biogenesis

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See also: biogénesis and biogènesis

English[edit]

Etymology[edit]

An 1870 wood engraving of English biologist Thomas Henry Huxley, produced in the year that he coined the words biogenesis and abiogenesis

From Ancient Greek βῐ́ος (bíos, life) (ultimately from Proto-Indo-European *gʷeyh₃- (to live)) + γένεσις (génesis, origin, source; manner of birth; creation) (ultimately from Proto-Indo-European *ǵénh₁tis (birth; production)). The words biogenesis and abiogenesis were both coined by English biologist Thomas Henry Huxley (1825–1895) in 1870 (see the quotation).[1]

The word biogenesis was first used by English physiologist and neurologist Henry Charlton Bastian (1837–1915) around 1869 to mean “life-origination or commencement” in an unpublished exchange of correspondence with Irish physicist John Tyndall. However, in an 1871 book,[2] Bastian announced he was adopting a new term, archebiosis, because of the confusion that might be caused by Huxley’s use of biogenesis with a different meaning.

Pronunciation[edit]

Noun[edit]

biogenesis (usually uncountable, plural biogeneses)

  1. The principle that living organisms are produced only from other living organisms.
    • 1870 September 17, [Thomas Henry Huxley], “The President’s Address”, in The Athenæum: Journal of English and Foreign Literature, Science, the Fine Arts, Music and the Drama, number 2238, London: Printed by Edward J. Francis, Took's Court, Chancery Lane, published at the office, 20, Wellington Street, Strand, W.C., by John Francis. [...], OCLC 956082422, page 374, columns 2–3:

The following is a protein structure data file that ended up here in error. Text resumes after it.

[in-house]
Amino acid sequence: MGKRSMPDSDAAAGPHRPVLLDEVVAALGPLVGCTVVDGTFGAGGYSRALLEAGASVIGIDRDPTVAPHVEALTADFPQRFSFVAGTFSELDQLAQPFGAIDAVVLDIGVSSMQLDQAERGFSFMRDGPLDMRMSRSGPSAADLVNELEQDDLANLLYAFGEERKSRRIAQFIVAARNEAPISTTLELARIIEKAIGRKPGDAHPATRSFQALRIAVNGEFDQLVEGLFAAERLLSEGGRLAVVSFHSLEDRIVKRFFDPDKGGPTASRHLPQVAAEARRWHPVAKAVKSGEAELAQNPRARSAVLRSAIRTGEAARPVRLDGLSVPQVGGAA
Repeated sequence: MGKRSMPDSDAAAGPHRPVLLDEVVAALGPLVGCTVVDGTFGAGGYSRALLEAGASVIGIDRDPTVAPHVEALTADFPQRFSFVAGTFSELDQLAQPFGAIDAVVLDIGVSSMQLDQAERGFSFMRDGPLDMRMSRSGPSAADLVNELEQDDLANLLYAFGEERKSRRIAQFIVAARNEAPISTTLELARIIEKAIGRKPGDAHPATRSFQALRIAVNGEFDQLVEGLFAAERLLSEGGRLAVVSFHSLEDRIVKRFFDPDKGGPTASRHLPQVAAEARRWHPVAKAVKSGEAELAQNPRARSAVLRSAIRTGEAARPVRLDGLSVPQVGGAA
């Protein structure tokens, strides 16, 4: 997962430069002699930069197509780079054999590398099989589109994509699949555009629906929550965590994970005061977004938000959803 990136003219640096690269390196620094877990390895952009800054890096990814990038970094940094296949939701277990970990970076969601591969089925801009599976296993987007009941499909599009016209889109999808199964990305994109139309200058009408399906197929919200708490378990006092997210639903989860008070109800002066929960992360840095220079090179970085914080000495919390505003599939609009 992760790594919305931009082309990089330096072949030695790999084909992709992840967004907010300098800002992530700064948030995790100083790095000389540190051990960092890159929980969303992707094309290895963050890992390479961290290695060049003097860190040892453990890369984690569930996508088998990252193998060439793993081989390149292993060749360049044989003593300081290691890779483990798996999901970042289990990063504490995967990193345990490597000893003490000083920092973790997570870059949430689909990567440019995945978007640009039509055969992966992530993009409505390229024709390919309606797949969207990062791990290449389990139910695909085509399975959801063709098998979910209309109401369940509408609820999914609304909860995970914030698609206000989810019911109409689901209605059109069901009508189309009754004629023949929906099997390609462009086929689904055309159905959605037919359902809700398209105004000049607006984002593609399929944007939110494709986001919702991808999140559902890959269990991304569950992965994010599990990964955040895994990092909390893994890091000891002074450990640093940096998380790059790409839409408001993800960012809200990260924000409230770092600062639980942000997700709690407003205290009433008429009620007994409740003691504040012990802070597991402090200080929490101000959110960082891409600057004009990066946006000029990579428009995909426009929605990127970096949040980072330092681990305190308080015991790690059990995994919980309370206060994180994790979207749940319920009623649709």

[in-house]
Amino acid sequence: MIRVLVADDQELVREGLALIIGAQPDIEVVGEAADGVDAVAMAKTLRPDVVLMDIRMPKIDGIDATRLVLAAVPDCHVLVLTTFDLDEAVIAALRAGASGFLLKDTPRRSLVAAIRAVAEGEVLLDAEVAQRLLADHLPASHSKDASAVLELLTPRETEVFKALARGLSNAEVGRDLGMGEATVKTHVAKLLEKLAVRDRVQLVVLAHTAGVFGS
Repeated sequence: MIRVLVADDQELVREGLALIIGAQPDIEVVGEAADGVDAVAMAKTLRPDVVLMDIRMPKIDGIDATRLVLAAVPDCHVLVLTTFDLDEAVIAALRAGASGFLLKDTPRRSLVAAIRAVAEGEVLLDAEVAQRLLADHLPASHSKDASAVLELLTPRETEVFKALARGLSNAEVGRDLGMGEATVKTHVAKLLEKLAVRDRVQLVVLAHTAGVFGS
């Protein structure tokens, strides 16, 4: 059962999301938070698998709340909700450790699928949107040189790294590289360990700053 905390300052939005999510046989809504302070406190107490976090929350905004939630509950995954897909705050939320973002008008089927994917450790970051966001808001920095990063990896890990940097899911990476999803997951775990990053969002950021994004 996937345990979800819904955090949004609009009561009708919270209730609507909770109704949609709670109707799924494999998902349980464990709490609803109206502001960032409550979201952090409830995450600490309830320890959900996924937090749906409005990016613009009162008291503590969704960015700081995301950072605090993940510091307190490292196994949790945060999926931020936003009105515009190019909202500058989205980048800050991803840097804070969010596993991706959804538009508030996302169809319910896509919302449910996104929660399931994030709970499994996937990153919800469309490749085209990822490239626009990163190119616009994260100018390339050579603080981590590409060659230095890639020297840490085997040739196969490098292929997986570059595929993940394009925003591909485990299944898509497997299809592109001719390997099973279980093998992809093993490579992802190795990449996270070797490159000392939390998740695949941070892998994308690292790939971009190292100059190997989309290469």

And thus the hypothesis that living matter always arises by the agency of pre-existing living matter, took definite shape; [] It will be necessary for me to refer to this hypothesis so frequently, that, to save circumlocution, I shall call it the hypothesis of Biogenesis; and I shall term the contrary doctrine—that living matter may be produced by not living matter—the hypothesis of Abiogenesis.
    • 2013 March–April, Harold J. Morowitz, “The Smallest Cell [letter]”, in American Scientist[2], volume 101, number 2, archived from the original on 4 January 2017, page 83:
      It is likely that the long evolutionary trajectory of Mycoplasma went from a reductive autotroph to oxidative heterotroph to a cell-wall–defective degenerate parasite. This evolutionary trajectory assumes the simplicity to complexity route of biogenesis, a point of view that is not universally accepted.
  2. Biosynthesis.

Antonyms[edit]

  • (principle that living organisms are produced only from other living organisms): abiogenesis

Translations[edit]

The translations below need to be checked and inserted above into the appropriate translation tables, removing any numbers. Numbers do not necessarily match those in definitions. See instructions at Wiktionary:Entry layout#Translations.

References[edit]

  1. ^ Compare “biogenesis” in Douglas Harper, Online Etymology Dictionary, 2001–2017.
  2. ^ H[enry] Charlton Bastian (1871), “Preface”, in The Modes of Origin of Lowest Organisms; including a Discussion of the Experiments of M. Pasteur, and a Reply to Some Statements by Professors Huxley and Tyndall[1], London; New York, N.Y.: Macmillan and Company, OCLC 42959303.

Further reading[edit]